Government response on adapting to heatwaves a “missed opportunity”

The Environmental Audit Committee (EAC) has said that it expects the UK Government to provide more detail on its plans to adapt the UK to climate change, as it publishes the government’s response to its report on Heat Resilience and Sustainable Cooling.

In its report, the EAC cited findings that heat-related deaths could rise to 10,000 every year without concerted actions to adapt to the warming climate. It found that while the UK population spends on average 90% of its time indoors, the country’s housing stock is not designed to cope with excessive heat, and millions of UK homes experience summertime overheating.

With four out of five homes set to exist by 2050 having already been built, and the UK having some of the oldest housing stock in the world, the EAC recommended launching an ambitious and comprehensive national retrofit programme to adapt the UK’s houses for the demands of net zero. It recommended this be delivered via local authorities, and underpinned by long-term funding and prioritise vulnerable households.

In response, the government has fallen short of committing to a retrofit programme on this scale. Ministers say that the Heat and Buildings Strategy, published in 2021, sets out the government’s actions to reduce emissions from buildings, and point to recent announcements extending support in this area. The government also says that it has made progress improving energy efficiency in homes, indicating that 48% of homes in England have now achieved an Energy Performance Certificate C level.

Meanwhile the EAC recommended that standards covering overheating in new buildings – Part O of the Building Regulations 2010 – should be extended to cover not just material changes of use but also refurbishment of existing properties. In its report, the committee recommended that ministers set out whether the government would pursue this, or if not, explain how the UK would achieve its commitments on global cooling. The government does not say whether it plans to extend these regulations.

Another of the EAC’s recommendations centered on nature-based solutions to climate change in urban areas, such as trees, parks and bodies of water, which have cooling effects alongside a host of co-benefits. In its 2023 Adaptation Progress Report, the Climate Change Committee also found that there was “no requirement for local authorities to protect or provide green space”, and that funding commitments were required to maintain parks and green spaces.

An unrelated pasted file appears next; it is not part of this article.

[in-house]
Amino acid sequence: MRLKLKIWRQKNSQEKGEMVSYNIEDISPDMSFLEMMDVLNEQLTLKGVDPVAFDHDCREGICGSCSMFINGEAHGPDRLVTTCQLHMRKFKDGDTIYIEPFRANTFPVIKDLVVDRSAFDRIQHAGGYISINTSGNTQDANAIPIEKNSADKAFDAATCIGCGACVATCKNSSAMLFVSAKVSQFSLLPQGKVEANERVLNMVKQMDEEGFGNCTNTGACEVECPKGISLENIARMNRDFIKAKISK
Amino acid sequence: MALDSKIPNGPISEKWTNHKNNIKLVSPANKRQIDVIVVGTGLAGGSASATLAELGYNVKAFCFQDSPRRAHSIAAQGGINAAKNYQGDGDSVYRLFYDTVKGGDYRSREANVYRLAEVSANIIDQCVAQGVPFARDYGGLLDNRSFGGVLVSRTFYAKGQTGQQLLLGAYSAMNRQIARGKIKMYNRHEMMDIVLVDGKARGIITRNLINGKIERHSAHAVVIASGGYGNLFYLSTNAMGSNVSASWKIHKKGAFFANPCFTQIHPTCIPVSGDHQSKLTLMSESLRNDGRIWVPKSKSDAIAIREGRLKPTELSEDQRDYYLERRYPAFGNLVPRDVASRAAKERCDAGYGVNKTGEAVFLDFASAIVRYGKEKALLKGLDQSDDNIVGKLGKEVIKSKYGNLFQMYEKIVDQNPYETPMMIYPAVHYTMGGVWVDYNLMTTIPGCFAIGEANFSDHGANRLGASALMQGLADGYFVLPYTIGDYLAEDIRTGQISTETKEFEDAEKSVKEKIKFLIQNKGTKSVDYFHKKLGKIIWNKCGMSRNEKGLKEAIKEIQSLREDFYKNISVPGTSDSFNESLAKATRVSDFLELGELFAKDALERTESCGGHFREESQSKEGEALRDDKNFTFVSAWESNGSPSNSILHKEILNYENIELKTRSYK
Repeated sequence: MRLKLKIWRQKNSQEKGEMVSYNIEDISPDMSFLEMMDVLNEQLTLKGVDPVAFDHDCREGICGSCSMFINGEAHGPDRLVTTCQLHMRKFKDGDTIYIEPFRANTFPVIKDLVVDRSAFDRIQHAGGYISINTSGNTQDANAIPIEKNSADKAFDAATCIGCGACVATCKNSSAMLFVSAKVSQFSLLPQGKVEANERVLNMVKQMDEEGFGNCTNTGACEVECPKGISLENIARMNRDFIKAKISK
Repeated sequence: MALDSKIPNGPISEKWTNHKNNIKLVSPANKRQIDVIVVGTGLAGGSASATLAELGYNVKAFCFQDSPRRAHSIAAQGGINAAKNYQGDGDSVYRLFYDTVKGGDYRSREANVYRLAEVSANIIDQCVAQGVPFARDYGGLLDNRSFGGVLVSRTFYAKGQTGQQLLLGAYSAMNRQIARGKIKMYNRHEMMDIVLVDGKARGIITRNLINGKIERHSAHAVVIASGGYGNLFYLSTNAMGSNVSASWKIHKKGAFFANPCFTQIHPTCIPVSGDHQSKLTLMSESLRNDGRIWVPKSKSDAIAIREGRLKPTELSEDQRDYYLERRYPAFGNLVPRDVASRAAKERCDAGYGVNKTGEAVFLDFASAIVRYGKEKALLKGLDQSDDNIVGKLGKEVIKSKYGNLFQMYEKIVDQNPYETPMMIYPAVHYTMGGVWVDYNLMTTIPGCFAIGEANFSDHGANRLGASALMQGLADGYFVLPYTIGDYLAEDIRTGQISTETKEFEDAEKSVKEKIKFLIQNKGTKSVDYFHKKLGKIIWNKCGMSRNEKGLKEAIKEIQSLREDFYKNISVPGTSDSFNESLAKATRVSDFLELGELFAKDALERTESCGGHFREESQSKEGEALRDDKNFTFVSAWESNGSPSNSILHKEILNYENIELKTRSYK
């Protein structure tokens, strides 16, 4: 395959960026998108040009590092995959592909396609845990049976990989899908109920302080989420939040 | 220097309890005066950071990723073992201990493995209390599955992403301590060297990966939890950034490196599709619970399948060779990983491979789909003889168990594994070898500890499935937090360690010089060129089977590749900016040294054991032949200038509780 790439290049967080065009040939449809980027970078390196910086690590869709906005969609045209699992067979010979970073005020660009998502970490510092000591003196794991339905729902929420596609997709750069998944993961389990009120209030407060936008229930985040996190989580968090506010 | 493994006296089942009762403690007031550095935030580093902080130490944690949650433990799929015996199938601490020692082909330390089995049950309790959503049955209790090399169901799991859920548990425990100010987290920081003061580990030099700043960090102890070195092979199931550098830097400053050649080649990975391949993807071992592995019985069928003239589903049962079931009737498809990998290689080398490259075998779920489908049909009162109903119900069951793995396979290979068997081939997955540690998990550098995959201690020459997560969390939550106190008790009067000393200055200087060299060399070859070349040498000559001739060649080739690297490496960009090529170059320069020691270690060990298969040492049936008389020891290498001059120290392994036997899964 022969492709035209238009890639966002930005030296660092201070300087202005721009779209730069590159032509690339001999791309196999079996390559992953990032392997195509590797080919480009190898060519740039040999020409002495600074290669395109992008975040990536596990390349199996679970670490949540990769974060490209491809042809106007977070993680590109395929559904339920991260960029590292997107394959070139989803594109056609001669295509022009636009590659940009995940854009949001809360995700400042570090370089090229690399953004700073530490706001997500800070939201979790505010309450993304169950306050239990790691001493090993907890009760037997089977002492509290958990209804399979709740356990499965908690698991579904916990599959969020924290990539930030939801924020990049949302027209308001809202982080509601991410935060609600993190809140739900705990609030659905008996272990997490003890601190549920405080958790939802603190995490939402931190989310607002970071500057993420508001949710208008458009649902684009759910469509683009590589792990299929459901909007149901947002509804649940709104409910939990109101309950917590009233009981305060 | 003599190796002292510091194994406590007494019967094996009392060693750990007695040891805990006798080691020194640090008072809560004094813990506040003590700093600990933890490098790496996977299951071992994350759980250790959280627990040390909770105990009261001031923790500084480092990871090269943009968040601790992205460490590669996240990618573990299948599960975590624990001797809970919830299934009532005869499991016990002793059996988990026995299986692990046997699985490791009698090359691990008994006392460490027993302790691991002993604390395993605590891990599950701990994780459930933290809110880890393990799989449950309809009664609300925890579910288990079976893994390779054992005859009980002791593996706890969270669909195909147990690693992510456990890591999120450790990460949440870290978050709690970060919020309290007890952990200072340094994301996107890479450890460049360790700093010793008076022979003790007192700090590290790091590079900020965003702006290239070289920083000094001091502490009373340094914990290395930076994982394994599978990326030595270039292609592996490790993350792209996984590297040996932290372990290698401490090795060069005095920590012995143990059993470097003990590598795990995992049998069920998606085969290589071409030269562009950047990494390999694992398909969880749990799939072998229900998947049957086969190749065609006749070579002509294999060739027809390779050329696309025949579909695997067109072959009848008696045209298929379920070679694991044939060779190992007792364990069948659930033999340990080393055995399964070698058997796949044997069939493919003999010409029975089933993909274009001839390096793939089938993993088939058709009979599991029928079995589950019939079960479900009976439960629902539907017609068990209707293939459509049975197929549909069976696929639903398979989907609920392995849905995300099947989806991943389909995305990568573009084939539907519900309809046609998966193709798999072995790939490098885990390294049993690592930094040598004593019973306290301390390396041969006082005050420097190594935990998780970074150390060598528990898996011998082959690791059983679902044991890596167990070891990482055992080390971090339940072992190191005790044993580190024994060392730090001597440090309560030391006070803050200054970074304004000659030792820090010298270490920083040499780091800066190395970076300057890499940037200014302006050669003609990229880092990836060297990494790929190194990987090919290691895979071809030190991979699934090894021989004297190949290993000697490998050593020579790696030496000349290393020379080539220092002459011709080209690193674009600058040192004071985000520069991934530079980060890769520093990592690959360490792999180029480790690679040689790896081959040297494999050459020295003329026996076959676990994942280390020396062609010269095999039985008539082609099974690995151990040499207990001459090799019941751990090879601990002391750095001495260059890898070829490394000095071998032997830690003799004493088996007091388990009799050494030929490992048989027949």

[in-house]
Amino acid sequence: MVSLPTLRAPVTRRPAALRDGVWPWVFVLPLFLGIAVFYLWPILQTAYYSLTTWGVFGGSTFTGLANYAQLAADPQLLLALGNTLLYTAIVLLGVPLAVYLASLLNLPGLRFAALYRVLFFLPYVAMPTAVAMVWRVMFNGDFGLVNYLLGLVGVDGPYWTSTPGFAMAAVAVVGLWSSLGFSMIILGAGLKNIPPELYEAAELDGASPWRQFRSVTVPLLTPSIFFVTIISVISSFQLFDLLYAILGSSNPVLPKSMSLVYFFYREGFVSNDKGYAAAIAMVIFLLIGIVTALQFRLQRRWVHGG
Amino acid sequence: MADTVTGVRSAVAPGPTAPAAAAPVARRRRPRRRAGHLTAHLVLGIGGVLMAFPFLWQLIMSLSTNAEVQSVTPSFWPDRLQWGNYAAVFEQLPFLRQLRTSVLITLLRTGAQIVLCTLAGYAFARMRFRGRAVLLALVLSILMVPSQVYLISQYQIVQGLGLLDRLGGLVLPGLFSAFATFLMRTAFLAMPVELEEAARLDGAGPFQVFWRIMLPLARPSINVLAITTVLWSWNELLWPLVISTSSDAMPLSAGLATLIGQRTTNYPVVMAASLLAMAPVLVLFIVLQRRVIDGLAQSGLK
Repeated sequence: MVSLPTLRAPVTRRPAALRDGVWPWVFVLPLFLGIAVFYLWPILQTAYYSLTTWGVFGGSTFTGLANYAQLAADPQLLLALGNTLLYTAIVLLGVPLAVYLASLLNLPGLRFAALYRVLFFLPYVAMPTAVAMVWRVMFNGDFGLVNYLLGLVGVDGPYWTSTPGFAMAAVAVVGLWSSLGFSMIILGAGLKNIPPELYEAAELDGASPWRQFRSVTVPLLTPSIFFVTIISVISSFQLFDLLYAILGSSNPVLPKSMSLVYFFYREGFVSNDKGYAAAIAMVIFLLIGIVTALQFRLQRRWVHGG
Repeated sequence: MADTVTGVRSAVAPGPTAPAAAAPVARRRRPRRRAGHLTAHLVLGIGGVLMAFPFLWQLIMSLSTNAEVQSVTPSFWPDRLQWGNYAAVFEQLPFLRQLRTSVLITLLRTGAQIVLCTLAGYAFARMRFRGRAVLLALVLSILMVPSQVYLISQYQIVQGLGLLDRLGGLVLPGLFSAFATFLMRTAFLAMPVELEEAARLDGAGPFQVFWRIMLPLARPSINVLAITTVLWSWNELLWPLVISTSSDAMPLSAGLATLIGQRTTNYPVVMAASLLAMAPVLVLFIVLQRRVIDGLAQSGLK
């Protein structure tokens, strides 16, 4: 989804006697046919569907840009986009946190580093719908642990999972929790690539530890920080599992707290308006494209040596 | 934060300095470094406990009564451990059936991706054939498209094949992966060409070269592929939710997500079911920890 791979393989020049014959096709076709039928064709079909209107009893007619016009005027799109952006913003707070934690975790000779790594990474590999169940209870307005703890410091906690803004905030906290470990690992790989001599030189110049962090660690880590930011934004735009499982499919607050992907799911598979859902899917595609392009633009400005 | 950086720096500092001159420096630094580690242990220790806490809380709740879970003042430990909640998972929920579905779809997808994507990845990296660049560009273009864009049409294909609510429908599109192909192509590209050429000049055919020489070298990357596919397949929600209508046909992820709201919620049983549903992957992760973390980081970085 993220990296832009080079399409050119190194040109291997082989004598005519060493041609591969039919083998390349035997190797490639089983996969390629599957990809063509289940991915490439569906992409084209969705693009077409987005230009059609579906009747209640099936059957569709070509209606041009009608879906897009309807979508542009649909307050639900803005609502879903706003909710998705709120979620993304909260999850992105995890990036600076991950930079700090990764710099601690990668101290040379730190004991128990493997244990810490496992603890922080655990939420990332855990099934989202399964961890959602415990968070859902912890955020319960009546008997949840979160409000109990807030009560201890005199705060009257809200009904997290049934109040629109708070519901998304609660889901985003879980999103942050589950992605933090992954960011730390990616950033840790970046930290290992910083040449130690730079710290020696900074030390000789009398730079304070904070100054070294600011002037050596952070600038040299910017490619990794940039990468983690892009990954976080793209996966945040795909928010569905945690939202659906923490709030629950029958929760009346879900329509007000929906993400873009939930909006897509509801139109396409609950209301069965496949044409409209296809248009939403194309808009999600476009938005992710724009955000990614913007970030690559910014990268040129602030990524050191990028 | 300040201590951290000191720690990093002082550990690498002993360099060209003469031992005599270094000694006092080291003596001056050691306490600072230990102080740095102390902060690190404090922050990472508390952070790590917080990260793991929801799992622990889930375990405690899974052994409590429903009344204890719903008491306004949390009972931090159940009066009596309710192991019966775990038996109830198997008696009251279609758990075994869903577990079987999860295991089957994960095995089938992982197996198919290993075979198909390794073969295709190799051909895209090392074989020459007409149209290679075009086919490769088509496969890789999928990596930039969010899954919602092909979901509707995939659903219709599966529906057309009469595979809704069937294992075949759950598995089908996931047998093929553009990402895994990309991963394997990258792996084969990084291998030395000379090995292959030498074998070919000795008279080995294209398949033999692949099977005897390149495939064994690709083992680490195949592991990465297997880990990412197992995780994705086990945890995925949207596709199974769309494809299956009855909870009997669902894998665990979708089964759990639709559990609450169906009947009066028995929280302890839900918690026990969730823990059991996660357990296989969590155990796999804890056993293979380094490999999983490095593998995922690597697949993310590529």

The EAC welcomed Natural England’s Green Infrastructure Framework (GIF), which is intended to help planners improve green space in urban areas, as a “welcome step forward”. It called for the government to take action to expand urban green spaces, including by mandating local authorities to use the GIF and introducing a statutory requirement to protect green space. However, the government says local authorities are responsible for delivering new green areas and says it is currently not planning to mandate local authorities in urban areas to use the Green Infrastructure Framework, as the Committee had recommended.

Environmental Audit Committee Chair, Philip Dunne MP, said, “Extreme heat is already affecting health and livelihoods in the UK. While there is much to welcome in this response, there are still serious unanswered questions about how the government plans to respond to a rapidly warming UK climate. This is frankly a missed opportunity.”

Dr Radhika Khosla, Associate Professor at the Smith School of Enterprise and Environment, University of Oxford, who acted as Specialist Adviser for the EAC’s inquiry, said, “The government’s response is a positive start – it demonstrates a recognition of the threat of extreme heat and details the existing steps in place to mitigate it. However, the levels of coordination, knowledge, and capacity building required for a rigorous National Heat Resilience and Sustainable Cooling Strategy are not yet in place. The proposed ‘cooling outlook document’ provides a baseline but will require an integrated and strategic roadmap that is implementable. Looking ahead and recognising the threat of extreme heat and the existing measures that can help are important first steps, but there remains a lack of urgency and commitment to further action.

“Two gaps that require immediate attention are the need to hone in on overheating in existing buildings and retrofits, and the push to make the protection of green spaces, vital for passive cooling, a statutory requirement for local authorities. The government notes that voters can take action “at the ballot box” if they feel their local authority is not doing enough in this regard. But, as the heatwave of 2022 demonstrated, extreme heat will not wait for electoral processes to complete before it has a devastating impact on population health and productivity. The government’s response is an important first step, and hopefully one that leads to a sustainable and actionable heat resilience strategy for all.”


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